The debt hawks are to economics as the creationists are to biology.

I read the Chicago Tribune. It’s my hometown newspaper. Over the years I have written many letters to the editors, trying to help them understand our economy. I have failed.

The Tribune editors still live in the gold standard world, where the money supply and the government’s ability to pay its bills is limited. In short, the Tribune editors are debt-hawks.

I should have done this long ago, but I now have decided to begin posting my Tribune letters all in one spot — here. I put today’s letter in this post, and subsequent letters will be in the comments, below.

My hope: Some of you will write to Pat Widder, chief economic correspondent (Can you believe they have one?), and give her the facts. Perhaps if she hears from enough people . . . who knows? Maybe she’ll decide to learn something. Her Email is:

Pat, I don’t get it. Why do the Tribune editors intentionally resist knowledge?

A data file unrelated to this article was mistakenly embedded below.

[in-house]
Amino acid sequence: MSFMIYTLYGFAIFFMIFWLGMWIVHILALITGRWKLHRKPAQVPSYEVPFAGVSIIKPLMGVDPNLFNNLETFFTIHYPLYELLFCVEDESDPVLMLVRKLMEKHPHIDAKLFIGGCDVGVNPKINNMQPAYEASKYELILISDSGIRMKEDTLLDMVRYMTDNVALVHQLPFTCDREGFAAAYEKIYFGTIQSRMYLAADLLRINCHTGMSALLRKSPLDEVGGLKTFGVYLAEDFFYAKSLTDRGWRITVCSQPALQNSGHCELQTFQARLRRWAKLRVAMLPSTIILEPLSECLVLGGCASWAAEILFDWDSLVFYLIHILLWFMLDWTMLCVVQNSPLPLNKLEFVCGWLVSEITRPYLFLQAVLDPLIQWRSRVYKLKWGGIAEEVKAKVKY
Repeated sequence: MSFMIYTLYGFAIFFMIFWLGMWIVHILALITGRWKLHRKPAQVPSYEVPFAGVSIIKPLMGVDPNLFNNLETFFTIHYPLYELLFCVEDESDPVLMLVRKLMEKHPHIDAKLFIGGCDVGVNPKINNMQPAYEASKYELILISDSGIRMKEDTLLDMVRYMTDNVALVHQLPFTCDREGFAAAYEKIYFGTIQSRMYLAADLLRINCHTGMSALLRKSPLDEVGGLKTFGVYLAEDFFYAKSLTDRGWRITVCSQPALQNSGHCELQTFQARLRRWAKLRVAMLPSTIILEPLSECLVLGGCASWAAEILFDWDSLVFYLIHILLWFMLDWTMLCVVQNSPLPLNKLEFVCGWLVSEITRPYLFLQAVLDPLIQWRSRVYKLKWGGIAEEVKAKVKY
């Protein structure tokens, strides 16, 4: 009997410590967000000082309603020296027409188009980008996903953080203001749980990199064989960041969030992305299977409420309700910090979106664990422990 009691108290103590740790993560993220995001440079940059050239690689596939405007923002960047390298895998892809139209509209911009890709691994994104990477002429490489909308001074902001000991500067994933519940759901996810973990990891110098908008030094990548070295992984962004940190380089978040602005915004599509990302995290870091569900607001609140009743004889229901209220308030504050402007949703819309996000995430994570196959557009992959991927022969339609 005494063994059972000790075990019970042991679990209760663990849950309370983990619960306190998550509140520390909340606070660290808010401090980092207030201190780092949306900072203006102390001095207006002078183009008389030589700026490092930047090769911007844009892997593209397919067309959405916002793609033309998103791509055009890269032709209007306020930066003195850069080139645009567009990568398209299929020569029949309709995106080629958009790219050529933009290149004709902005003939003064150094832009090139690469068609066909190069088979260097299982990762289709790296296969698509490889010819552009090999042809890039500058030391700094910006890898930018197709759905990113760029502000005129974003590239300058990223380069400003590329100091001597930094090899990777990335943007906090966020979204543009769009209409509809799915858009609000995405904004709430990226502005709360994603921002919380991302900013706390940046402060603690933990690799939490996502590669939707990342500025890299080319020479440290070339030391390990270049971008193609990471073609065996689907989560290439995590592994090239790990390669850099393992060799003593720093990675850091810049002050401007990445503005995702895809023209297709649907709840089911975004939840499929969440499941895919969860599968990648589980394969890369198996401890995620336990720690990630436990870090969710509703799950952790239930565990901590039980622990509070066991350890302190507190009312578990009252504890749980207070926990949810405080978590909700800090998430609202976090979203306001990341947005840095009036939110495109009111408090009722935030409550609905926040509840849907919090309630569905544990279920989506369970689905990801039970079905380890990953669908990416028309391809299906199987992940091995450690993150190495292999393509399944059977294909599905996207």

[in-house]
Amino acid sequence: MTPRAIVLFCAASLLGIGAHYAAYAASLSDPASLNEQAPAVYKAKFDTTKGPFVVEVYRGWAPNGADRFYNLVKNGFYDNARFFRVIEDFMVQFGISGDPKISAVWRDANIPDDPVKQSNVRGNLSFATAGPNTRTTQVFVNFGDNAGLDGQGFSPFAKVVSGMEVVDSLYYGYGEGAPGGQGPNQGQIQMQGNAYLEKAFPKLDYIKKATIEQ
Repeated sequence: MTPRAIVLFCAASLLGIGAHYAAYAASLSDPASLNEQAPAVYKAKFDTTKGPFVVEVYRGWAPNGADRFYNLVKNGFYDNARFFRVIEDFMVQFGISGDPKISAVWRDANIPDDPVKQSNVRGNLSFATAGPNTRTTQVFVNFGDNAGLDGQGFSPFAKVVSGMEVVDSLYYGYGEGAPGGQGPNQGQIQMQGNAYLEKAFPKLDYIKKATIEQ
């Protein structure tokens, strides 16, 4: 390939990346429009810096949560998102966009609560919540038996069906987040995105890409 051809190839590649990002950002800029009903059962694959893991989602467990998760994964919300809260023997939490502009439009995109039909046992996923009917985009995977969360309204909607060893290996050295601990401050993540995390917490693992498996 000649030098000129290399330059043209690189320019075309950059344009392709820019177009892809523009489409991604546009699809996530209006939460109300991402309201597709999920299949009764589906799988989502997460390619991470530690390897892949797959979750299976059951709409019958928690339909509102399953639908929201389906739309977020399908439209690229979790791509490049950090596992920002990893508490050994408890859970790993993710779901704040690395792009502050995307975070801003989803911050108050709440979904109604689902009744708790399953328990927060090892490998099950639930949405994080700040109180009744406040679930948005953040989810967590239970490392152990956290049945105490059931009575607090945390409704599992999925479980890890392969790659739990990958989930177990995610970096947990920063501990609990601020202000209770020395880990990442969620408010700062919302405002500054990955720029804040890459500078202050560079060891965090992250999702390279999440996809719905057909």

In today’s editorial, “Stop Spending, Part I, your editors refer to the proposed $250 payment to each Social Securities recipient as “$14 billion that the government doesn’t have, putting the taxpayers of today and tomorrow deeper in debt.” Nothing could be further from the truth.

First, the government “has” an unlimited amount of money. The government became monetarily sovereign in 1971, the end of the gold standard, and since then, has had the unlimited ability to create money. To say the government does not “have” money is more misleading than the lies our worst politicians tell.

Second, although Illinois taxpayers do pay for Illinois spending, and Chicago taxpayers do pay for Chicago spending, U.S. taxpayers do not pay for U.S. spending. The reason: Illinois and Chicago are not monetarily sovereign; the U.S. is. And in a monetarily sovereign nation, taxpayers do not pay for government spending. There is zero relationship between federal taxes and federal spending. Taxpayers do not owe federal debt.

Are your editors being deliberately dishonest or are they too lazy to learn the facts? It has to be one of the two. When I see the typical, misleading political advertising these days, all I can think is, “My God, the Tribune is worse.”
Rodger Malcolm Mitchell

No nation can tax itself into prosperity